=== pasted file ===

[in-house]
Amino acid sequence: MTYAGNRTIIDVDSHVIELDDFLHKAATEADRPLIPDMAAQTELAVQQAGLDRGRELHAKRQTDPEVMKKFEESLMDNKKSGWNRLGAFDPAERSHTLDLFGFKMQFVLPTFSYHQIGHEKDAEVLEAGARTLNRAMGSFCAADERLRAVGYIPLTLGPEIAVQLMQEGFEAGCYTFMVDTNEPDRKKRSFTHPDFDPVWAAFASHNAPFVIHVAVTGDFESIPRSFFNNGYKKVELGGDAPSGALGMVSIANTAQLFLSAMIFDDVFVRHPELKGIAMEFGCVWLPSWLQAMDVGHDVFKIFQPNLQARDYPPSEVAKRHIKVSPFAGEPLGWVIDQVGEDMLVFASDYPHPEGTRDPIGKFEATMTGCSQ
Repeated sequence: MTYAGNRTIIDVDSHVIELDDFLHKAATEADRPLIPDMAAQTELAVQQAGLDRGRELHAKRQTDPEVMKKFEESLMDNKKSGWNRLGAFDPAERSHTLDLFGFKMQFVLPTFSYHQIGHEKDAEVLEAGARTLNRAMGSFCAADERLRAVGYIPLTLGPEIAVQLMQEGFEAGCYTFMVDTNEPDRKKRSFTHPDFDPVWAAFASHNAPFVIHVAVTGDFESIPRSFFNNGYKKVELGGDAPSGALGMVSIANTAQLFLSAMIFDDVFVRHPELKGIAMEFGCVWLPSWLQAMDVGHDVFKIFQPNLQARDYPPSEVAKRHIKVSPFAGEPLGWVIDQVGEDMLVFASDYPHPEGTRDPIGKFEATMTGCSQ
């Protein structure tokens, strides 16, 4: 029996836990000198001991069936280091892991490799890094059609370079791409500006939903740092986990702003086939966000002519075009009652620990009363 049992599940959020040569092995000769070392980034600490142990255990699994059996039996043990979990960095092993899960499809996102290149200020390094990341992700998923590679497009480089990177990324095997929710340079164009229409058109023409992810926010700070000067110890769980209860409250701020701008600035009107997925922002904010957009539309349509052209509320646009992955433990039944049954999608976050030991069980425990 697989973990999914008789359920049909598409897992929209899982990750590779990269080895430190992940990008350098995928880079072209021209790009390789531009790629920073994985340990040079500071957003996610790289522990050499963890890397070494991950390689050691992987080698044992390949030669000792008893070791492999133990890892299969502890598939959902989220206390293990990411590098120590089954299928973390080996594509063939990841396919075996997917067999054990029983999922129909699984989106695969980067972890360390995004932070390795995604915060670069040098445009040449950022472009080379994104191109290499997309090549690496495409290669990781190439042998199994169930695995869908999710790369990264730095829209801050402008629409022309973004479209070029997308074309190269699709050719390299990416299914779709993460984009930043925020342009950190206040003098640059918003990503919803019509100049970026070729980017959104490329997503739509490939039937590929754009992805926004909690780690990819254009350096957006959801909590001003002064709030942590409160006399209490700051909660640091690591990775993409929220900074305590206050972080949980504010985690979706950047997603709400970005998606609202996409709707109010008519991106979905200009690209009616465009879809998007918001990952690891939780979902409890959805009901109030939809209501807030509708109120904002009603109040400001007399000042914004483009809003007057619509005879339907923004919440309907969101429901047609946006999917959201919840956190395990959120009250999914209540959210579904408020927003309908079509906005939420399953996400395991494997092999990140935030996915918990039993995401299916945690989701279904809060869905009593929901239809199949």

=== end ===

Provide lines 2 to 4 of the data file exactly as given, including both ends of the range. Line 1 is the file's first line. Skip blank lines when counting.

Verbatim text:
Amino acid sequence: MTYAGNRTIIDVDSHVIELDDFLHKAATEADRPLIPDMAAQTELAVQQAGLDRGRELHAKRQTDPEVMKKFEESLMDNKKSGWNRLGAFDPAERSHTLDLFGFKMQFVLPTFSYHQIGHEKDAEVLEAGARTLNRAMGSFCAADERLRAVGYIPLTLGPEIAVQLMQEGFEAGCYTFMVDTNEPDRKKRSFTHPDFDPVWAAFASHNAPFVIHVAVTGDFESIPRSFFNNGYKKVELGGDAPSGALGMVSIANTAQLFLSAMIFDDVFVRHPELKGIAMEFGCVWLPSWLQAMDVGHDVFKIFQPNLQARDYPPSEVAKRHIKVSPFAGEPLGWVIDQVGEDMLVFASDYPHPEGTRDPIGKFEATMTGCSQ
Repeated sequence: MTYAGNRTIIDVDSHVIELDDFLHKAATEADRPLIPDMAAQTELAVQQAGLDRGRELHAKRQTDPEVMKKFEESLMDNKKSGWNRLGAFDPAERSHTLDLFGFKMQFVLPTFSYHQIGHEKDAEVLEAGARTLNRAMGSFCAADERLRAVGYIPLTLGPEIAVQLMQEGFEAGCYTFMVDTNEPDRKKRSFTHPDFDPVWAAFASHNAPFVIHVAVTGDFESIPRSFFNNGYKKVELGGDAPSGALGMVSIANTAQLFLSAMIFDDVFVRHPELKGIAMEFGCVWLPSWLQAMDVGHDVFKIFQPNLQARDYPPSEVAKRHIKVSPFAGEPLGWVIDQVGEDMLVFASDYPHPEGTRDPIGKFEATMTGCSQ
């Protein structure tokens, strides 16, 4: 029996836990000198001991069936280091892991490799890094059609370079791409500006939903740092986990702003086939966000002519075009009652620990009363 049992599940959020040569092995000769070392980034600490142990255990699994059996039996043990979990960095092993899960499809996102290149200020390094990341992700998923590679497009480089990177990324095997929710340079164009229409058109023409992810926010700070000067110890769980209860409250701020701008600035009107997925922002904010957009539309349509052209509320646009992955433990039944049954999608976050030991069980425990 697989973990999914008789359920049909598409897992929209899982990750590779990269080895430190992940990008350098995928880079072209021209790009390789531009790629920073994985340990040079500071957003996610790289522990050499963890890397070494991950390689050691992987080698044992390949030669000792008893070791492999133990890892299969502890598939959902989220206390293990990411590098120590089954299928973390080996594509063939990841396919075996997917067999054990029983999922129909699984989106695969980067972890360390995004932070390795995604915060670069040098445009040449950022472009080379994104191109290499997309090549690496495409290669990781190439042998199994169930695995869908999710790369990264730095829209801050402008629409022309973004479209070029997308074309190269699709050719390299990416299914779709993460984009930043925020342009950190206040003098640059918003990503919803019509100049970026070729980017959104490329997503739509490939039937590929754009992805926004909690780690990819254009350096957006959801909590001003002064709030942590409160006399209490700051909660640091690591990775993409929220900074305590206050972080949980504010985690979706950047997603709400970005998606609202996409709707109010008519991106979905200009690209009616465009879809998007918001990952690891939780979902409890959805009901109030939809209501807030509708109120904002009603109040400001007399000042914004483009809003007057619509005879339907923004919440309907969101429901047609946006999917959201919840956190395990959120009250999914209540959210579904408020927003309908079509906005939420399953996400395991494997092999990140935030996915918990039993995401299916945690989701279904809060869905009593929901239809199949």